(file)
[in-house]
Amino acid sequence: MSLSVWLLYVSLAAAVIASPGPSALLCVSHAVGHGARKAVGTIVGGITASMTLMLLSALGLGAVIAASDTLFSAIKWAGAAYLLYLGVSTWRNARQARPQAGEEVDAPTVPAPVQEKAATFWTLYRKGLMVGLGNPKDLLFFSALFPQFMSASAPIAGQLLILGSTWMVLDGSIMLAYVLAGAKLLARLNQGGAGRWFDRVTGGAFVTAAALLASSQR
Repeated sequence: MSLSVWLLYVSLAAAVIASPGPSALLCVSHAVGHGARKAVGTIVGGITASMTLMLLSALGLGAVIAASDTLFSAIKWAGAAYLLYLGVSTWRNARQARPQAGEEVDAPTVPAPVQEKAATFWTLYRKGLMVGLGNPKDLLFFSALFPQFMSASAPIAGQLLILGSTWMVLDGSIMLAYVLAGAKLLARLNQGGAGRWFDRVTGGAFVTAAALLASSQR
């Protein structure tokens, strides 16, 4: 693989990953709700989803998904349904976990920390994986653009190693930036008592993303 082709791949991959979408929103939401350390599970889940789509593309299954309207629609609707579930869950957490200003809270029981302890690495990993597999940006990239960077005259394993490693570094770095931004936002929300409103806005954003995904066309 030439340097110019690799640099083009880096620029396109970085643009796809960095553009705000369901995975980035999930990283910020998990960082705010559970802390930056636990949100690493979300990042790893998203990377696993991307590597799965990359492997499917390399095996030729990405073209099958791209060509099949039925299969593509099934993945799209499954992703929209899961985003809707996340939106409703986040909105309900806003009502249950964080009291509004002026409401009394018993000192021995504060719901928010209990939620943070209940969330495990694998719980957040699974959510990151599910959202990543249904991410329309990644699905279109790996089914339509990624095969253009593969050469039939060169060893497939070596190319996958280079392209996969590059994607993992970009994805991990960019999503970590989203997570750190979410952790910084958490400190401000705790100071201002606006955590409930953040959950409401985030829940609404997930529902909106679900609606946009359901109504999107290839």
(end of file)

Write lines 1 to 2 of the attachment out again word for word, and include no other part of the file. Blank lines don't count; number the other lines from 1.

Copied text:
[in-house]
Amino acid sequence: MSLSVWLLYVSLAAAVIASPGPSALLCVSHAVGHGARKAVGTIVGGITASMTLMLLSALGLGAVIAASDTLFSAIKWAGAAYLLYLGVSTWRNARQARPQAGEEVDAPTVPAPVQEKAATFWTLYRKGLMVGLGNPKDLLFFSALFPQFMSASAPIAGQLLILGSTWMVLDGSIMLAYVLAGAKLLARLNQGGAGRWFDRVTGGAFVTAAALLASSQR